Electrochemical sensors are a disposable part like a flashlight battery. In typical use they last about a year, and require regular calibration. They respond to the partial pressure of oxygen. They are specific to oxygen, and are not affected by the presence of flammable gases. Trace sensors have a zero output in the absence of oxygen, which means that they do not need to have a zero calibration – an almost impossible task in practice. They require no power and are comparatively low in cost. They require temperature compensation which is built into the analyzers that use them but they may respond to a sudden and rapid temperature change. They will also respond to barometric pressure changes in direct proportion to the absolute pressure. These latter characteristics are normally only significant in oxygen deficiency monitoring applications.
Electrochemical sensors should be used in general percentage measurements, in hazardous atmospheres, and with flammable background gases or to measure trace levels of oxygen. For percent measurements in inert background gases such as air, the zirconium oxide sensor is the better choice if power is available.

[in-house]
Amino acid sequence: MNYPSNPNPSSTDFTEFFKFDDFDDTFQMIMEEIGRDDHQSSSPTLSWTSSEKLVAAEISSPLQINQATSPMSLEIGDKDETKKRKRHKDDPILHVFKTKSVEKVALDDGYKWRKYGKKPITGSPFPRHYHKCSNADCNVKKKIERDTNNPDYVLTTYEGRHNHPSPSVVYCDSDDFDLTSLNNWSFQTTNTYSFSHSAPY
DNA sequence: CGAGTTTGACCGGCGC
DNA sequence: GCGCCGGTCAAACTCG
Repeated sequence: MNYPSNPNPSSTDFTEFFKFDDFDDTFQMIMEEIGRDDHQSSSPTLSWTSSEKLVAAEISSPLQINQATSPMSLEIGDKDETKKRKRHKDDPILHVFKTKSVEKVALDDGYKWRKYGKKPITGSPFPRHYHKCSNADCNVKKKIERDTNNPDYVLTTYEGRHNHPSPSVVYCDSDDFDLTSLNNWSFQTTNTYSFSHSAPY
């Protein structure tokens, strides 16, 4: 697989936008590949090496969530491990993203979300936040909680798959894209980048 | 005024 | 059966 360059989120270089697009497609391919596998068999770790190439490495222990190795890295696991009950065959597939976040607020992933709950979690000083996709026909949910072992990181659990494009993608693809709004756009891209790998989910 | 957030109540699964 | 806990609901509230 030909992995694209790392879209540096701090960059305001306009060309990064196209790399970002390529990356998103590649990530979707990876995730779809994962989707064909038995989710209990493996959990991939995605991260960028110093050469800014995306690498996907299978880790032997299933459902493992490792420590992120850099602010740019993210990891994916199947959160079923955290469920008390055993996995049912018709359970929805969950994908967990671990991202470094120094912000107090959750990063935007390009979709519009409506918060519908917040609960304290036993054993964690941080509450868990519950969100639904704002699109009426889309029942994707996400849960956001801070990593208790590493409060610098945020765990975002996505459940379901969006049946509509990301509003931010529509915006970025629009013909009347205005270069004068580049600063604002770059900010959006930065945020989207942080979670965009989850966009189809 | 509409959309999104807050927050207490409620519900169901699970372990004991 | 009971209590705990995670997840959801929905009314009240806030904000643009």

This kind of sensor uses a ceramic material at high temperature to measure oxygen. This general kind of sensor is commonly used in automobiles to control the air-fuel ratio, but the particular design used for gas analysis is quite different. It has a number of advantages in that it is extremely stable, very long-lived, and immune to barometric and temperature changes. On the other hand zirconium oxide sensors will oxidize anything flammable in the sample stream, burning up any oxygen present while they do so, so that they cannot be used in any gas stream with flammable components, or effectively with ppm levels of oxygen because any slightest trace of anything flammable (such as hydrocarbon gases, carbon monoxide or even oils from your fingers) will eat up trace oxygen giving a falsely low reading.
Zirconium oxide sensors should be used to measure percent levels of oxygen in inert atmospheres, such as the amount of oxygen in the air in an enclosed space. In this application they will last for many years without any real need for calibration or replacement. They should not be used with flammable gases or for measuring ppm levels of oxygen.